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About Oregon daily emerald. (Eugene, Or.) 1920-2012 | View Entire Issue (May 12, 1952)
By Rodney Morrison
I ni\ersity of Oregon Indent can well he proud of the
■ achievements of their -pring sport athletic teams, lit till four
field- of spring term sport . the W’cbfoots have shown that
< the\ tire to he feared as contenders for the Northern Division
The baseball team is presently leading the race for the ND
crown, due to their showing on the current road trip through
the Inland Empire. The Ducks now have a one-half game
margin over their nearest rivals, the Beavers of Oregon State,
who were picked to walk away with the ND crc^wn in the
. diamond sport.
( (regent's biggest wcakne to date has been the lack of depth
in the pitching staff, but the hitting of the team as a whole has
more than made up for any possible deficiency in the hurling
department. The Webfoot ba-eballers should prove themselves
a threat for several years to come, as they have a number of
fre-.hmen and sophomores on their roster.
Tracksters Come Through
The baseball siptad has shown that it has not only ability,
but also the fighting spirit so necessary to a championship
team, as Coach Don Kir ch's men have freqnentlv come from
behind in the last few inning- to snatch victory from apparent
Coach Bill Bowernian’s varsity track squad cinched the ND
dual ipeet championship Saturday, when the cindermen seized
a 73 2 3 to 56 1/3 victory over the Beavers of Oregon State,
coached by Hal Moe, who has taken the reins of the OSC
cinder squad after the resignation of Grant “Doc ' Swan at
the end of the track season last year.
The Northern Division meet this weekend will reveal the
true mettle of the Webfoot harriers. Predictions have been
made bv a number of sports authorities, some of which rate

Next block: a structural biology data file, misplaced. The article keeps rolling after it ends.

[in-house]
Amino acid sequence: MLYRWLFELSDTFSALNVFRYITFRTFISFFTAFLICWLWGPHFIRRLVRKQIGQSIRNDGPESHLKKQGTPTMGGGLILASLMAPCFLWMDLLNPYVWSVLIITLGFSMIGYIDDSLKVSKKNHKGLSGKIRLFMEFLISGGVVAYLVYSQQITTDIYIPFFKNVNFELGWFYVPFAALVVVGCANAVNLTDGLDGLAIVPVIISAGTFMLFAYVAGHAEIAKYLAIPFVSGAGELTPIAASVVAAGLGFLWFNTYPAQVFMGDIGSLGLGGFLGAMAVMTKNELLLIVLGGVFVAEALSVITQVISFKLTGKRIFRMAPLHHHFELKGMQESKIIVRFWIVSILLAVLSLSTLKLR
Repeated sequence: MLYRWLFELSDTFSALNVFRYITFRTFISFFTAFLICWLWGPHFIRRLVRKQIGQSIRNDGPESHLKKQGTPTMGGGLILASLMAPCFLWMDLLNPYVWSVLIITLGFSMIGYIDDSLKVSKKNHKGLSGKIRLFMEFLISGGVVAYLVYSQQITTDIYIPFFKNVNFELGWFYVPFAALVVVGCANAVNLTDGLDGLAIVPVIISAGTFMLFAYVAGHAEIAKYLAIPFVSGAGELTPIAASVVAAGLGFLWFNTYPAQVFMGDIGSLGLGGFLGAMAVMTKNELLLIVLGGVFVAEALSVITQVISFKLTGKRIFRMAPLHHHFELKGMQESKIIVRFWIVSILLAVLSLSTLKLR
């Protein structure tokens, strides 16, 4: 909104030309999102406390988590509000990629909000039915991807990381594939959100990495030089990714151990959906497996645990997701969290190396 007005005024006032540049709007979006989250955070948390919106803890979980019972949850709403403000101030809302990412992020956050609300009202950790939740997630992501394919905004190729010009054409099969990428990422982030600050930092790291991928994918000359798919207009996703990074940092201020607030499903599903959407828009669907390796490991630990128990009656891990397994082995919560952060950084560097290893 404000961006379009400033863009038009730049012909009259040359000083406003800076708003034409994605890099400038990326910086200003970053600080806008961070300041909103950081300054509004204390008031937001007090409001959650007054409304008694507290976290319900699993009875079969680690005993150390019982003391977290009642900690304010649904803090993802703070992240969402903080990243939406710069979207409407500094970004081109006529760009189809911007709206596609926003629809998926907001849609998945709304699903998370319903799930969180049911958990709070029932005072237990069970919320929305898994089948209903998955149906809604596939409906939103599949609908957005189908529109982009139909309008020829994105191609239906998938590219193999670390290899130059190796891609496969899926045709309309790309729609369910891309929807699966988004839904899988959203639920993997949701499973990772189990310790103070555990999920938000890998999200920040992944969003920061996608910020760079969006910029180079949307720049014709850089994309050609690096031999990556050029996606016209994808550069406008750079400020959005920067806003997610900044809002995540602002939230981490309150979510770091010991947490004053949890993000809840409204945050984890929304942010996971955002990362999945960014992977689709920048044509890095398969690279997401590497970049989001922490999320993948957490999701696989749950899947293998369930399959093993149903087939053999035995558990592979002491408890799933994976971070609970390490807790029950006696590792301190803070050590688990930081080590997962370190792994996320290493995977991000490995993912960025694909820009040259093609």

the Ducks as 1952 Northern Division track champions, while
I others rate WSC or Washington as the number .one contend
ers for the 'crown.
In view of the showing made by Oregon this past weekend,
we feel that Coach Bowcrman's squad is as logical a choice as
am team in the XI). While competing without the services of
two of it- -tar ribbon winner . Bill Fell and Chuck Missfehlt.
the cinder unit decisively downed the Beavers in what was to
be a see-saw battle between the two schools.
Incidentally Missfeldt made his longest javelin throw of the
year while at the West Coast relays Saturday, but third place
was the best he could do. His 219' 11 heave was topped by
Cy Young's 236’ SVi”. and Bill Miller's 232’ Sy2”.
The tennis team has also chalked lip a good record in Nor
thern Division plav this -ea-on. The Ducks have lost only one
Northern Division dual match this season, and that was to the
perennial ND champions, the I’Diversity of Washington.
Key Men of Tennis Squad
The racketmen have shown steady improvement since the
, season opened, and they are given an outside chance of winning
. the ND net crown in Pullman this Friday and Saturday, al
though the favorite's position goes to the powerful Husky
Key men on this year’s squad have been Tom Macdonald, a
, senior and a two-year letterman, Hill Rose, a freshman from
r Jefferson in Portland, freshman Jack Neer of Grant high
^ school in Portland, Neil George, a junior, and sophomore Ron
. Lowell, who hails from Klamath Falls.
Coach Sid Milligan’s golf squad has proven itself to be the
^ best in recent years at the University of Oregon. The linksters
) are undefeated in this season’s play and will consequently be
favored to win the four-man, 36-hole competition at Moscow,
Idaho this weekend. The tournament •will be decided on the
basis of medal play, with the winner gaining Northern Divis
ion Championship honors.
« Golfers Win Dual Title
The Webfoots finished their Northern Division dual meet